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The continued shift of production from the Western Hemisphere to Asia, as well as the strategy of many apparel vendors to close their factories and contract production to full-package suppliers who can handle everything from buying piece goods to booking space on ships, is changing the power dynamic of global sourcing.
This story first appeared in the December 31, 2002 issue of WWD. Subscribe Today.
The center of power is shifting more toward the Far East, with multinational, flexible companies that are able to move their focus from country to country rising in stature.
At the center of this trend is William K. Fung, group managing director of Hong Kong-based Li & Fung Ltd., the $4.23 billion production powerhouse that has rewritten the rules of sourcing. The company owns no factories or sewing machines, but rather manages production in more than 100 plants in 67 countries for the branded marketers of apparel and other products. To continue to boost his business, which dwarfs its rivals Texline and Linmark, neither of which have a large presence in the U.S., Fung is looking to expand his company’s reach up and down the supply chain, offering product-development services and contracting shipping and distribution.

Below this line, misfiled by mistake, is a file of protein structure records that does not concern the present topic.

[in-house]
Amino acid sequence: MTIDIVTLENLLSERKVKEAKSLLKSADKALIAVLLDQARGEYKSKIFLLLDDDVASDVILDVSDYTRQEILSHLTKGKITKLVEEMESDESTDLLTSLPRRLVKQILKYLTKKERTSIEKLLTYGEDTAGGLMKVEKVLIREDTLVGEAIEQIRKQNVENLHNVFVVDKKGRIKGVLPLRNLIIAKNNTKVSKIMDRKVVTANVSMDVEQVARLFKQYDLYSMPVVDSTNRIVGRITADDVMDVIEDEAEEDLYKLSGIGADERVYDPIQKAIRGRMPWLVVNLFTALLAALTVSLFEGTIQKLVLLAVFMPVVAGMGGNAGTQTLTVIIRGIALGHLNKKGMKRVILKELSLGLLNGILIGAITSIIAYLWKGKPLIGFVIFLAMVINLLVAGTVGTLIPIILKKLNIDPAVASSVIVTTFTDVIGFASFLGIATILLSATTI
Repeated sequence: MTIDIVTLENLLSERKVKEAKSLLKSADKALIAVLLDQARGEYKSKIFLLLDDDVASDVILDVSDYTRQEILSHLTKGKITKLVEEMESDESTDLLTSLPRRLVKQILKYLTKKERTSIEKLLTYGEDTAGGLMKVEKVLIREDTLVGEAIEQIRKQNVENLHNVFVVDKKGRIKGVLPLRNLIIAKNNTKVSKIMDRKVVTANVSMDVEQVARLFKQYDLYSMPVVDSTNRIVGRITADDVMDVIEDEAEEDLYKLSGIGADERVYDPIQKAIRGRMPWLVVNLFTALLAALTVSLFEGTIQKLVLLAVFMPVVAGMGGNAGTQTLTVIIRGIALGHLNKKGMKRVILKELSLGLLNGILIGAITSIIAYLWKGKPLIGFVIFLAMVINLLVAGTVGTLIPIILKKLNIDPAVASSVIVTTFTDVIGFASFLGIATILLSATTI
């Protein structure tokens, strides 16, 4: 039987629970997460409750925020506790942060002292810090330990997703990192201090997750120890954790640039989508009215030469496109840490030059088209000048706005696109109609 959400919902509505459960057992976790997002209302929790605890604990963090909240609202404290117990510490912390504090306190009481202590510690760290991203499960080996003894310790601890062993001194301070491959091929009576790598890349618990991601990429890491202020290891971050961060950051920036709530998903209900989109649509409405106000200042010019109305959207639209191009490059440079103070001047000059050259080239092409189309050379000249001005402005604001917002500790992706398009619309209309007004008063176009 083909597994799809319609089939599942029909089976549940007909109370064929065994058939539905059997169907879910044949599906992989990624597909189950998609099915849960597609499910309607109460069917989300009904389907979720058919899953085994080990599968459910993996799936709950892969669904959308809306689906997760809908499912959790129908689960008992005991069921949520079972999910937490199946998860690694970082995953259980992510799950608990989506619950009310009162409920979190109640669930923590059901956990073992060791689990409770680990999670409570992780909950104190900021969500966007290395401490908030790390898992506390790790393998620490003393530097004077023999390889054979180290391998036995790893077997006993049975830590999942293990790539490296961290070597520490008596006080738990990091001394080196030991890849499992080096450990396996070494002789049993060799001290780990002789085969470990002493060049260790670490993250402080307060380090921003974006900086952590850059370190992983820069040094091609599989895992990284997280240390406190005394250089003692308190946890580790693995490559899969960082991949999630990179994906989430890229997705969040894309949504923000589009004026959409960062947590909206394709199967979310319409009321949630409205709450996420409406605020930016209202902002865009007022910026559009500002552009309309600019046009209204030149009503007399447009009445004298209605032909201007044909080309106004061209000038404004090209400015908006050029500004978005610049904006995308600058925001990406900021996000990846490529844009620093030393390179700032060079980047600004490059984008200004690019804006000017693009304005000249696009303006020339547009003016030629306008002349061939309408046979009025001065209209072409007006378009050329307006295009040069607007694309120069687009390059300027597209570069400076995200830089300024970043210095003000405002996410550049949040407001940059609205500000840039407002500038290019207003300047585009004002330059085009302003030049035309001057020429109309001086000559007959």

Fung and his brother, Victor, who serves as chairman, own a 40 percent stake in the firm, which is listed on the Hong Kong stock exchange.
“The supply chain starts with the idea. We want to take it from concept to delivery,” Fung said in a recent interview with WWD. “What Li & Fung is doing is expanding the definition of the supply chain.”